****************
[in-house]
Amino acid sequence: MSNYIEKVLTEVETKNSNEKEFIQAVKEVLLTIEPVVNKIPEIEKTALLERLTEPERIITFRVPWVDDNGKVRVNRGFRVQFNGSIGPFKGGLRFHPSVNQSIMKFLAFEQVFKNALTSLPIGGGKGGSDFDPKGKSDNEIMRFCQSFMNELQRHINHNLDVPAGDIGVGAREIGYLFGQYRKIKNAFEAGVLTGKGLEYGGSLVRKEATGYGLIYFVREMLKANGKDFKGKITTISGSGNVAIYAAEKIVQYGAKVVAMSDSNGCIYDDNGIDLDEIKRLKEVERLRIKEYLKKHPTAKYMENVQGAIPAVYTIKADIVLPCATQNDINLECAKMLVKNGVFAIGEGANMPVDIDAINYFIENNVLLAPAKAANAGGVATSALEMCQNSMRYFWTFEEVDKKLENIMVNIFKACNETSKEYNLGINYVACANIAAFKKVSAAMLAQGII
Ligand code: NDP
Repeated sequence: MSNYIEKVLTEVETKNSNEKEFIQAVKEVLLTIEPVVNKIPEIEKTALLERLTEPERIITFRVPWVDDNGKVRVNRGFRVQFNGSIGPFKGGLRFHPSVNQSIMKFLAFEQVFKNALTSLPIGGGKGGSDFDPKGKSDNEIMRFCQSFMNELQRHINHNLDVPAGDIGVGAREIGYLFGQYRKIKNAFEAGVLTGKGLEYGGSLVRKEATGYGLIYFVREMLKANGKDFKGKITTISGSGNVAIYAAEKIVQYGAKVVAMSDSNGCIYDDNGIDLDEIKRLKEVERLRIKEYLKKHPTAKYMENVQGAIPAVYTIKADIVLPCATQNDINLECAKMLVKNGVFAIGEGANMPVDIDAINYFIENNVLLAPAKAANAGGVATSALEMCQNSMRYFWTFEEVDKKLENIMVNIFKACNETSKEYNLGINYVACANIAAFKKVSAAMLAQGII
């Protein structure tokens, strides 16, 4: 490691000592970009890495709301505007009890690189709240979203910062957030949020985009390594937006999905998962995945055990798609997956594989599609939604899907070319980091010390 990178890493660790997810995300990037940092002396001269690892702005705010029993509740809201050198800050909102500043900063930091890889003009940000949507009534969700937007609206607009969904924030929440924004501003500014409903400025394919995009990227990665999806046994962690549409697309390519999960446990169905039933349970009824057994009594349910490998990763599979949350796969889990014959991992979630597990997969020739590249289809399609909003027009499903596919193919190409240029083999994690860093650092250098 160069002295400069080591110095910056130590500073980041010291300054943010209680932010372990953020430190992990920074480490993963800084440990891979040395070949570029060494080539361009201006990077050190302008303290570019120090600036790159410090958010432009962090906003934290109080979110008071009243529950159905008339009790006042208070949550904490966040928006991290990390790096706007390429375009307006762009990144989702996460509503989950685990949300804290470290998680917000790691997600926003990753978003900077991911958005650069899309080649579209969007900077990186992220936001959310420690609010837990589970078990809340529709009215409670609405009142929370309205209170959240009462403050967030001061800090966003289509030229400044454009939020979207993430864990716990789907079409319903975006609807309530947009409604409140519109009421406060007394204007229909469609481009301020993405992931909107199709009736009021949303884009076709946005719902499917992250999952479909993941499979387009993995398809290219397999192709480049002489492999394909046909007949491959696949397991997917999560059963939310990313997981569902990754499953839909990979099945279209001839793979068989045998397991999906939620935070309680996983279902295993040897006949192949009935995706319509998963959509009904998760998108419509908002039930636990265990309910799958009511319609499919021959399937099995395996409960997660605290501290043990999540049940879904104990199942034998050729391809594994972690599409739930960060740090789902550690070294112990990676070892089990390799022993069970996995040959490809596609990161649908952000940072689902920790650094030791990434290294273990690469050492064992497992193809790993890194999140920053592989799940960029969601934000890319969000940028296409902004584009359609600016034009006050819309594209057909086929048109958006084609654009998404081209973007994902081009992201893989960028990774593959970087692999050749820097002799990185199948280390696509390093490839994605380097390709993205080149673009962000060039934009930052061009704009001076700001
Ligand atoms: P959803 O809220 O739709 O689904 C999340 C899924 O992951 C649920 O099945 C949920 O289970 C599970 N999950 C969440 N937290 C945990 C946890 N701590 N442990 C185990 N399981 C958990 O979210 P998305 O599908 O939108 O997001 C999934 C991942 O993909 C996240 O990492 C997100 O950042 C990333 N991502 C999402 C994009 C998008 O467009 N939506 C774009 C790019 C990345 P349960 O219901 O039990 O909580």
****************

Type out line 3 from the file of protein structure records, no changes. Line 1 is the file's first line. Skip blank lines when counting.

Ligand code: NDP